The other Housewife who got quite a bit of backlash in the show's early days was Luann, whose haughty Countess persona didn't go over too well with some of the women. Luann refuses to make excuses for it, because she was simply used to a different life. However, Bethenny is quick to point out that Luann was very non-Countess-y in her off-camera life, but came on the show to let all the women know how aristocratic she was. One of the most ingratiating moments during Season 1 was when Luann corrected Bethenny for introducing her to a driver using her first name. It's, like, Mrs. de Lesseps, darling. Luann claims she wasn't used to being addressed by her first name; that's not the way they roll in Europe, but Bethenny thought she was just being a "pretentious bi***." Ugh, I'm with you B.
The first new cast member to join the show was Kelly Killoren Bensimon in Season 2. Jelly Bean Kelly tells Andy that she actually didn't watch the show before joining because she wanted the world to see the real her. She also surprisingly says that the first cast member she clicked with was Ramona, who was the only one to ask her about herself or her kids. The Ramonacoaster, however, sees it much differently - if the only thing you can talk about are kids, makeup and clothes, it's not going to be a deep connection.
Then there's Kelly's Season 2 clash with Bethenny. The model claims she didn't even notice the Skinnygirl until Bethenny made the infamous "Madonna" dig at the meeting for the charity event the Housewives were throwing together. The tiff ultimately led to the "I'm up here, you're down here" sit-down at the Brass Monkey, which Bethenny describes as watching this person in front of her saying something she had no idea would be hurtful to every put-down nerd who wasn't cool in Kelly's high school cafeteria. However, Kelly claims she was merely trying to say she was an adult who wouldn't put up with any of Bethenny's "childish" behavior. I don't think that's how it came across, Kells.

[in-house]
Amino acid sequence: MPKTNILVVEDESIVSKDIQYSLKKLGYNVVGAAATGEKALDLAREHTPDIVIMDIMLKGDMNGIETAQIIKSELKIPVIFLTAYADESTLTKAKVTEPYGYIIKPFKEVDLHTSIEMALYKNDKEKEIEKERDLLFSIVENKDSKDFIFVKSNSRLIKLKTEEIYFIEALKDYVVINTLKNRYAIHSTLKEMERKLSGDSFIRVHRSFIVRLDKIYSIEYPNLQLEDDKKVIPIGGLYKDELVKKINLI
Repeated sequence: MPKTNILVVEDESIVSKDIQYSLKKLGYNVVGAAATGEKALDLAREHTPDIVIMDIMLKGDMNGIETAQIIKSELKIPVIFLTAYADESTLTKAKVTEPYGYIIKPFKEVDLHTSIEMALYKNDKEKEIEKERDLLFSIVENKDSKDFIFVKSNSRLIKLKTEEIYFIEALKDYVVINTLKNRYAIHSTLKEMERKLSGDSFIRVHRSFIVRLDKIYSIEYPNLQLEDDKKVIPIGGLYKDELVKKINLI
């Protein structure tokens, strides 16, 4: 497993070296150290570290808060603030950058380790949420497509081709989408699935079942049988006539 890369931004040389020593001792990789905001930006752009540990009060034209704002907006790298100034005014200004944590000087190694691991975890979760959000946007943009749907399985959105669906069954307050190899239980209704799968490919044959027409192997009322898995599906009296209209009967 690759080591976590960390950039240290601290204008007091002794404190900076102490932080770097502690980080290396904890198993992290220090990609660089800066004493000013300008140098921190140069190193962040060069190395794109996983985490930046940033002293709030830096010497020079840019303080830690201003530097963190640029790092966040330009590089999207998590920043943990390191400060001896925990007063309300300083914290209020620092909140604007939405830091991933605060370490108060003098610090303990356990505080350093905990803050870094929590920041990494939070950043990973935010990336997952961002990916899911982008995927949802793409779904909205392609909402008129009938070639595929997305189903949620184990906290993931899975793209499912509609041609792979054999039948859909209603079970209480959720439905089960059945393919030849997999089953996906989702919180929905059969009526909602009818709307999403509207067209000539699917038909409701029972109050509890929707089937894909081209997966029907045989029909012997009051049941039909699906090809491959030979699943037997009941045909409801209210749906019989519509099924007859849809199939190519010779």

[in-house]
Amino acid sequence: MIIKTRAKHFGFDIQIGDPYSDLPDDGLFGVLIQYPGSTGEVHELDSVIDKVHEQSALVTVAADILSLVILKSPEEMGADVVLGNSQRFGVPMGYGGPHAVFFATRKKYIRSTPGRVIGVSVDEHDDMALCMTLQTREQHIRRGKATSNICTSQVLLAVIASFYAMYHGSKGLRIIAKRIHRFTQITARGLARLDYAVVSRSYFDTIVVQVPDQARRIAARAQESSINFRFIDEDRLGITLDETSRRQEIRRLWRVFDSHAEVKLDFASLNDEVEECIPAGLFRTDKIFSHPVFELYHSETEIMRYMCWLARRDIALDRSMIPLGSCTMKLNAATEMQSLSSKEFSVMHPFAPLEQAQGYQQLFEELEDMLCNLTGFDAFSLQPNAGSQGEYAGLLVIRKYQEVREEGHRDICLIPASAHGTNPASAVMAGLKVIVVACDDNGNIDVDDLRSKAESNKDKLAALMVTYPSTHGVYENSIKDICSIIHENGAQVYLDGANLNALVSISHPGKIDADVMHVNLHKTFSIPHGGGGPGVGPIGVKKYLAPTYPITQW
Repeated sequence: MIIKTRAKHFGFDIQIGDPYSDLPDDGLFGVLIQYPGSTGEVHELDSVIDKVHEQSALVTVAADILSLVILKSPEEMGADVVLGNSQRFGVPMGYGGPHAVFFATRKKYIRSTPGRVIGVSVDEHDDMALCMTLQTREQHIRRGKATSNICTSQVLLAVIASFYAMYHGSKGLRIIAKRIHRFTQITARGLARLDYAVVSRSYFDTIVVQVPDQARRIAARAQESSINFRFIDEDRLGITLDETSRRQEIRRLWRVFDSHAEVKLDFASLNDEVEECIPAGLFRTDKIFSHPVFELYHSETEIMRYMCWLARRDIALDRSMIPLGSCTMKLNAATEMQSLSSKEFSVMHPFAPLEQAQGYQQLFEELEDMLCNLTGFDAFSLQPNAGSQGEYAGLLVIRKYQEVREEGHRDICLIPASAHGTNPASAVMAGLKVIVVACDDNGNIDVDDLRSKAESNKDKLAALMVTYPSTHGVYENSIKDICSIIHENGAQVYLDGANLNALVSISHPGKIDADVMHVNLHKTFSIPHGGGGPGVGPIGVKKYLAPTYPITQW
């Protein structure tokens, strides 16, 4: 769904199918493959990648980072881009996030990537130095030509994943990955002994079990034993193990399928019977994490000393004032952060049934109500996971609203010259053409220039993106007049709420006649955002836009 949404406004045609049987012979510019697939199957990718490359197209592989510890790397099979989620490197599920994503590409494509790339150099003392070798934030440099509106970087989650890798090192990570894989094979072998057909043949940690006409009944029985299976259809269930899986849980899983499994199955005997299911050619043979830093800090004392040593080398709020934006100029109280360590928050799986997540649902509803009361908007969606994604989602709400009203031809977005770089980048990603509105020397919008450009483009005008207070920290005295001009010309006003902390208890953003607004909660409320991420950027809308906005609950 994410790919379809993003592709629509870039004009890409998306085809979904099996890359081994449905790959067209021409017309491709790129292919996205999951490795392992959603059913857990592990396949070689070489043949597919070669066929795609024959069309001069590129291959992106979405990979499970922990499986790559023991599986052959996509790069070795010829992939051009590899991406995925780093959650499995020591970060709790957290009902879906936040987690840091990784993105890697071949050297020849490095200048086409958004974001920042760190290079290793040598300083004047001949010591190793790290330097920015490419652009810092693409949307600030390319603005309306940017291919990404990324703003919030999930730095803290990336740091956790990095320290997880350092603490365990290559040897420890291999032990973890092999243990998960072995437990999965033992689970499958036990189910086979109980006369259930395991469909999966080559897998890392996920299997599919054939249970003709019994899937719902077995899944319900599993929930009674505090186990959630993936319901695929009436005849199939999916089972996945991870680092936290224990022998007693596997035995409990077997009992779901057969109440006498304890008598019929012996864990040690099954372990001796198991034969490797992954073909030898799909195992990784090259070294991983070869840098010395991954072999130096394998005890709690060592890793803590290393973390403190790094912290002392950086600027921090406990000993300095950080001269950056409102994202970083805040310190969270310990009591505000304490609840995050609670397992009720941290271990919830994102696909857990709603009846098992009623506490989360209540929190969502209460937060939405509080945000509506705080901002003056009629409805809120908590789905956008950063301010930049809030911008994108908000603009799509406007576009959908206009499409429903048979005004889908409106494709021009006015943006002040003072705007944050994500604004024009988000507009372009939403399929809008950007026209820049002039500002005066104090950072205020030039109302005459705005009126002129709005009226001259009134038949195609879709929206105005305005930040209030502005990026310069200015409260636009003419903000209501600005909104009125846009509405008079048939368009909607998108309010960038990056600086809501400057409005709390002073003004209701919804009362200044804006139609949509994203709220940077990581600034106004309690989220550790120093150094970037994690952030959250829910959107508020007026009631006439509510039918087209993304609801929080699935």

Much like Vicki in the OC, Ramona admits that she has a hard time when new cast members join the show. Surprisingly, out of all the women over the years, she had the hardest time connecting with Season 4 addition Cindy Barshop, whom she was friendly with off-camera but became her arch-enemy once she joined the show. And that, ladies and gents, is the first and last time Cindy will be mentioned during this special. As for the Season 5 shakeup, Ramona found Heather to be less than genuine while describing Carole as "quiet and surreal" and Aviva as a "fun, sophisticated Uptown chick."
The Season 5 Reboot & Beyond
Interestingly, Andy was the one who personally cast Carole on the show after discovering she was a real-life princess at a dinner party thrown by Kelly Ripa and Mark Consuelos. I love that in her 2012 casting tape, Carole describes NYC as being her lover because the Big Apple has everything she could want in a lover: glamour and elegance mixed with a naughty, seedy side. Kristen may have the style aspect on lock, but Radzi is the living, breathing embodiment of a real-life Carrie Bradshaw. Heather actually got a cold call from producers at her desk at work. In her casting tape from 2011, she looks very serious and intense while talking about how tough you have to be to get to the top.